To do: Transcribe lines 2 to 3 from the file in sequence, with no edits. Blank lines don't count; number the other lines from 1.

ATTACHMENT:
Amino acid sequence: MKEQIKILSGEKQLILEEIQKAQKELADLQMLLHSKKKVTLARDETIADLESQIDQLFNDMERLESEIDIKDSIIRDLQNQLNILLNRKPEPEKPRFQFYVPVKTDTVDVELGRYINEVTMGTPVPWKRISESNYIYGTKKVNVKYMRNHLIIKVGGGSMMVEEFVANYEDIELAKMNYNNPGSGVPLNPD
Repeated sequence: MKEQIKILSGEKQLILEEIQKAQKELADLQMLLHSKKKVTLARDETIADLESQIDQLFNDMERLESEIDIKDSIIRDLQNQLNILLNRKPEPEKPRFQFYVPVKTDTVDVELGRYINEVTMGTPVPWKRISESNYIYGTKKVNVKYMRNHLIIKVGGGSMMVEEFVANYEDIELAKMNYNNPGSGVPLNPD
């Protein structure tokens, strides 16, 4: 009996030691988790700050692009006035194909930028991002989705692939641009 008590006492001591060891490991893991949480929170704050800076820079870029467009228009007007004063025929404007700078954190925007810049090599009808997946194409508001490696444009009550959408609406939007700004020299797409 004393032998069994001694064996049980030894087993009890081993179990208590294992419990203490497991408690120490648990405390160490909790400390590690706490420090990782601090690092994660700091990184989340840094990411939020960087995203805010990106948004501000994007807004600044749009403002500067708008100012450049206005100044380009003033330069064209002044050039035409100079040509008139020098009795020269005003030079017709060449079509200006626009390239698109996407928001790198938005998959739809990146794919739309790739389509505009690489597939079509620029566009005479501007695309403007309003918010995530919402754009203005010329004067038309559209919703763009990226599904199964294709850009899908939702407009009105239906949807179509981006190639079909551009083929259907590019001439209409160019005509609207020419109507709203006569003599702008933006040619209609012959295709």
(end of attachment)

Repeated sequence: MKEQIKILSGEKQLILEEIQKAQKELADLQMLLHSKKKVTLARDETIADLESQIDQLFNDMERLESEIDIKDSIIRDLQNQLNILLNRKPEPEKPRFQFYVPVKTDTVDVELGRYINEVTMGTPVPWKRISESNYIYGTKKVNVKYMRNHLIIKVGGGSMMVEEFVANYEDIELAKMNYNNPGSGVPLNPD
């Protein structure tokens, strides 16, 4: 009996030691988790700050692009006035194909930028991002989705692939641009 008590006492001591060891490991893991949480929170704050800076820079870029467009228009007007004063025929404007700078954190925007810049090599009808997946194409508001490696444009009550959408609406939007700004020299797409 004393032998069994001694064996049980030894087993009890081993179990208590294992419990203490497991408690120490648990405390160490909790400390590690706490420090990782601090690092994660700091990184989340840094990411939020960087995203805010990106948004501000994007807004600044749009403002500067708008100012450049206005100044380009003033330069064209002044050039035409100079040509008139020098009795020269005003030079017709060449079509200006626009390239698109996407928001790198938005998959739809990146794919739309790739389509505009690489597939079509620029566009005479501007695309403007309003918010995530919402754009203005010329004067038309559209919703763009990226599904199964294709850009899908939702407009009105239906949807179509981006190639079909551009083929259907590019001439209409160019005509609207020419109507709203006569003599702008933006040619209609012959295709």